Australia-China Centre for Maritime Engineering
About the Centre
The Australia-China Centre for Maritime Engineering is working to establish a new generation of metocean modelling in maritime engineering, wave-ocean forecasting and industry practice. The Centre will institute the international leadership of Australia and China in this discipline.
Aims and objectives
The Centre aims to initiate the next generation of wave models, wave–tide circulation coupled systems and ocean–atmosphere coupled models at the entire range of scales in air–sea interactions – from turbulence to climate. Progress in fundamental marine and engineering sciences, observational and numerical capabilities of the last decades makes the next breakthrough possible. The Australian and Chinese groups of the Centre possess complementary expertise; waves and air-sea interactions (Australia), and ocean and climate (China), with a track record of joint emphasis on wave-coupled effects in the ocean and lower atmosphere in which they are the world’s two leading groups.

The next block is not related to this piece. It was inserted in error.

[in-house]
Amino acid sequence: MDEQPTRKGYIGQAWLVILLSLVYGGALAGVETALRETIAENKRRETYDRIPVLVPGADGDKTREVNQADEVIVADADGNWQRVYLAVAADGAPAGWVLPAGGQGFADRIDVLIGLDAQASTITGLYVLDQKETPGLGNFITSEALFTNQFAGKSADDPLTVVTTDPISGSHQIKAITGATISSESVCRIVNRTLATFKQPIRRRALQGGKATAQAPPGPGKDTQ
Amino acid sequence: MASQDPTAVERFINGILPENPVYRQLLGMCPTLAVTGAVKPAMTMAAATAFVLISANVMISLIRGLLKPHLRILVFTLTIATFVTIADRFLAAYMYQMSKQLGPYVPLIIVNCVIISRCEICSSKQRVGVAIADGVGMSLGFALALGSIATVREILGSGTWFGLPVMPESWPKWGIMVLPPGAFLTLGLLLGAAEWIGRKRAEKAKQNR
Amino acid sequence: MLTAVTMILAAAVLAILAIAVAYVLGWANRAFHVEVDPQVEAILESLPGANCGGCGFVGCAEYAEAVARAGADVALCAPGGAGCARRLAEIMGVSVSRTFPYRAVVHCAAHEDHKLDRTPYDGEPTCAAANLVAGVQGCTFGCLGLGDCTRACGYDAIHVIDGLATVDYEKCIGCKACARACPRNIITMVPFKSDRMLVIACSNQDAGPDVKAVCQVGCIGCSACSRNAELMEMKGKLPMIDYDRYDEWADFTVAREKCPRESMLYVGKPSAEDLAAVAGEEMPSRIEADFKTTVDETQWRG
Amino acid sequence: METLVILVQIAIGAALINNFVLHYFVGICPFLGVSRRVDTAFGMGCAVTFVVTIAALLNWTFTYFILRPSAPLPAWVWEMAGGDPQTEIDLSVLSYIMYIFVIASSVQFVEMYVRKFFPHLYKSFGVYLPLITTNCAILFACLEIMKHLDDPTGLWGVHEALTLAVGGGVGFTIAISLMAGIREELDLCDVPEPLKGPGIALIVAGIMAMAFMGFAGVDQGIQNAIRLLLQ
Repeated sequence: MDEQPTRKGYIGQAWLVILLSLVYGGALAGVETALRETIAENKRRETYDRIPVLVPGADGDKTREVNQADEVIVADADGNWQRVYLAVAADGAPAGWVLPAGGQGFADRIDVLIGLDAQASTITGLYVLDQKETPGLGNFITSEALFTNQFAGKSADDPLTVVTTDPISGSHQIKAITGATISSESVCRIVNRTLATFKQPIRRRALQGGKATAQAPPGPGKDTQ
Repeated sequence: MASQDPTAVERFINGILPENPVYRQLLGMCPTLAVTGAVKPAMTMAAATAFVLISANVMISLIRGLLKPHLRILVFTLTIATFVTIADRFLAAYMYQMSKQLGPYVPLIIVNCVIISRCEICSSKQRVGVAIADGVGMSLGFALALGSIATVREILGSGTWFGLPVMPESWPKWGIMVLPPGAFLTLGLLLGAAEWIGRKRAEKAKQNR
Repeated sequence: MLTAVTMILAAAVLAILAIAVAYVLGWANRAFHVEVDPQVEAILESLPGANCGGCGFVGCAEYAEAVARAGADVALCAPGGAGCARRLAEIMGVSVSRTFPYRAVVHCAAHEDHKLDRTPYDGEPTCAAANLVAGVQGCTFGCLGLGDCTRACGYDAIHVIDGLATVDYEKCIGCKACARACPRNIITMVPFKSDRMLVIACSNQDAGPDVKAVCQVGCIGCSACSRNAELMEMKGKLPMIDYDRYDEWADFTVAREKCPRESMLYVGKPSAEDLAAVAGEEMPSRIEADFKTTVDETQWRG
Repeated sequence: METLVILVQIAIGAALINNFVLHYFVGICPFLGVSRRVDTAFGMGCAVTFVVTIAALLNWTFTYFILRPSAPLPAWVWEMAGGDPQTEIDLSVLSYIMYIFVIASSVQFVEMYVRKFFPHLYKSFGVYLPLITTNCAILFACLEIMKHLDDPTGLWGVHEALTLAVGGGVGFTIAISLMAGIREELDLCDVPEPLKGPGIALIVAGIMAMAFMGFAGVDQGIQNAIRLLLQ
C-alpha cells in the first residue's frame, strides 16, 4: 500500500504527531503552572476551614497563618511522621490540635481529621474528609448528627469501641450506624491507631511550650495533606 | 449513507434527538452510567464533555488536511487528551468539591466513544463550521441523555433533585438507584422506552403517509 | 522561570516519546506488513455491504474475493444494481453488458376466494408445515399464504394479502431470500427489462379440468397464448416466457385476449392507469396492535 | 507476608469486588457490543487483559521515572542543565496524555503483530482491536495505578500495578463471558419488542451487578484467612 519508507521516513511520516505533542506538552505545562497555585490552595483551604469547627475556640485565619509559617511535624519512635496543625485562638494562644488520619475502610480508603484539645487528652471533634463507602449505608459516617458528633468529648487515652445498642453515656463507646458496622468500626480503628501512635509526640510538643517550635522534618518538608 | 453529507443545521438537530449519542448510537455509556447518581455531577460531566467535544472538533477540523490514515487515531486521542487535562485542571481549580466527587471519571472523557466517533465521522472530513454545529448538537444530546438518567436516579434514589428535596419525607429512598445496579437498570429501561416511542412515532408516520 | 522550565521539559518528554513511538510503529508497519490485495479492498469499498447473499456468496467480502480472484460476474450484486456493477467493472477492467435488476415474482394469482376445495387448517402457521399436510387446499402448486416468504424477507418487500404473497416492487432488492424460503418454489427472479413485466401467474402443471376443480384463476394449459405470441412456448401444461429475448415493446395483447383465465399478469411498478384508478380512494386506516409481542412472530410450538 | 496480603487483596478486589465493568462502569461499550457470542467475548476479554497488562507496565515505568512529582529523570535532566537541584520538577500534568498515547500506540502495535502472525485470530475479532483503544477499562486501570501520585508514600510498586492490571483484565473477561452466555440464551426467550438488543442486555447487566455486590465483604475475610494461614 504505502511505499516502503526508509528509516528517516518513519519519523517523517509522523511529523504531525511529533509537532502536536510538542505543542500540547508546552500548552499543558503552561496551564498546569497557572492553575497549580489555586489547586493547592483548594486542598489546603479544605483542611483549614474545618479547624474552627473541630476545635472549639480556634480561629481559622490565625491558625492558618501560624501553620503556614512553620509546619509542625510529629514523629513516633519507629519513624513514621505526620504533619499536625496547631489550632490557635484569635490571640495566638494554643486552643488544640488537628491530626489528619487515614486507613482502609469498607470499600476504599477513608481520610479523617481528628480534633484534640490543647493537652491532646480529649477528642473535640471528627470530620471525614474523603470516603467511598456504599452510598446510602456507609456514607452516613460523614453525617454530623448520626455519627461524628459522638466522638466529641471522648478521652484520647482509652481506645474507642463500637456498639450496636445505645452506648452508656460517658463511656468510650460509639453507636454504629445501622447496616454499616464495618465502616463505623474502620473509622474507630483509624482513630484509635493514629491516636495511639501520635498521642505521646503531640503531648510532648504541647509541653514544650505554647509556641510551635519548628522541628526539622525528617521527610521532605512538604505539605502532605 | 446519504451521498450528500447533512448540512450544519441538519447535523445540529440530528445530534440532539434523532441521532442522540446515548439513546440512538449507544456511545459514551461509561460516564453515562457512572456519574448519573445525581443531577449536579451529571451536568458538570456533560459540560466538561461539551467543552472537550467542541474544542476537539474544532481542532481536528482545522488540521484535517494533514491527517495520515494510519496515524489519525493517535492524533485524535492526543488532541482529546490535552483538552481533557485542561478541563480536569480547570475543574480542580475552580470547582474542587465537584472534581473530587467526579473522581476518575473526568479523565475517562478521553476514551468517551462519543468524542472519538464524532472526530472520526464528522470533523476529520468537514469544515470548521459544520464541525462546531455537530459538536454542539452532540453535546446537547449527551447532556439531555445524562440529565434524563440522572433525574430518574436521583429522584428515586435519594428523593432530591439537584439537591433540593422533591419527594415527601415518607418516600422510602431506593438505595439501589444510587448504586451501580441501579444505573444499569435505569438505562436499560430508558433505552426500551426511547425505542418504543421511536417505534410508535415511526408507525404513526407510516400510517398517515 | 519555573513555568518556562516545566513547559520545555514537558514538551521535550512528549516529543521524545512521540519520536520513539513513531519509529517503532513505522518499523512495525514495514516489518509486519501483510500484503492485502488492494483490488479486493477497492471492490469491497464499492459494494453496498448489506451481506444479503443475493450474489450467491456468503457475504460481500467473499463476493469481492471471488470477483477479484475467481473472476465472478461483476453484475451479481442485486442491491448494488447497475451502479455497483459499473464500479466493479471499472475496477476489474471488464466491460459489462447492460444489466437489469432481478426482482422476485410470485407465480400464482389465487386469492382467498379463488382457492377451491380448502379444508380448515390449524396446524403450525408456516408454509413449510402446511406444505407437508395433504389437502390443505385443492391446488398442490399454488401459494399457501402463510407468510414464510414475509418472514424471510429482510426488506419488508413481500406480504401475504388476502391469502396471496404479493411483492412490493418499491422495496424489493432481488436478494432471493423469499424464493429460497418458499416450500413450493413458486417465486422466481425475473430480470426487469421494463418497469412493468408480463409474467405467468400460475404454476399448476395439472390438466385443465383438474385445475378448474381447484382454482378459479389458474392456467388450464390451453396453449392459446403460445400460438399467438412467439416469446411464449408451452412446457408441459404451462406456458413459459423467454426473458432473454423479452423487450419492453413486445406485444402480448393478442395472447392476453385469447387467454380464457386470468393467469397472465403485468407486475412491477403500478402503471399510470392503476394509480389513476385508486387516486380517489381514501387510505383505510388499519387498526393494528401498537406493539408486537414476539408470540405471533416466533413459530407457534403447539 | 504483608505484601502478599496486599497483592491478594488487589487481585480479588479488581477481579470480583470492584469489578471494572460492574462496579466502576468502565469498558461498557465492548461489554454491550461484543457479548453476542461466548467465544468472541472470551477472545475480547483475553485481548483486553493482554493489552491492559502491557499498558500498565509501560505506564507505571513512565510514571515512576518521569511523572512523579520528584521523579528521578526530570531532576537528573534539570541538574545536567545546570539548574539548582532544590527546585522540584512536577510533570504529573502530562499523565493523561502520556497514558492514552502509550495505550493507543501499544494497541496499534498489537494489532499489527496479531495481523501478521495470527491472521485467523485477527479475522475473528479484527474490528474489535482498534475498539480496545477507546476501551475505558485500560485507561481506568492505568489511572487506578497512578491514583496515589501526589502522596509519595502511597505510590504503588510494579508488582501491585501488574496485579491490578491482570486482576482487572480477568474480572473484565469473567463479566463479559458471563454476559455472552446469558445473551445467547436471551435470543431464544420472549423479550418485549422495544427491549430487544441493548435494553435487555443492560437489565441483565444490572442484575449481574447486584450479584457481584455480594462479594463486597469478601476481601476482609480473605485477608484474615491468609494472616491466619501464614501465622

Specific objectives include:
- Analytical research and direct (phase resolving) wave and ocean modelling, based on first principles
- New generation of spectral wave models, with fundamental physics replacing parametersations
- Coupling direct and spectral models to enable forecasting of individual extreme events rather than mean properties only
- Full coupling of wave and General Circulation Models (GCM), climate modelling based on holistic approaches
- Comprehensive experimental support of the modelling through field observations, satellite global ocean sensing and laboratory testing, combined with state-of-the-art probabilistic and statistical analyses
- Dedicated studies and developments for extreme oceanic conditions and poorly understood behaviours such as swell, wave–current interactions, and wave–ice interactions.
The conceptual framework of this proposal is a new strategic and united initiative, intended to change our views and approaches to the fundamental science of water/ocean waves and to the practical applications that involve wave and climate modelling or their statistical predictions.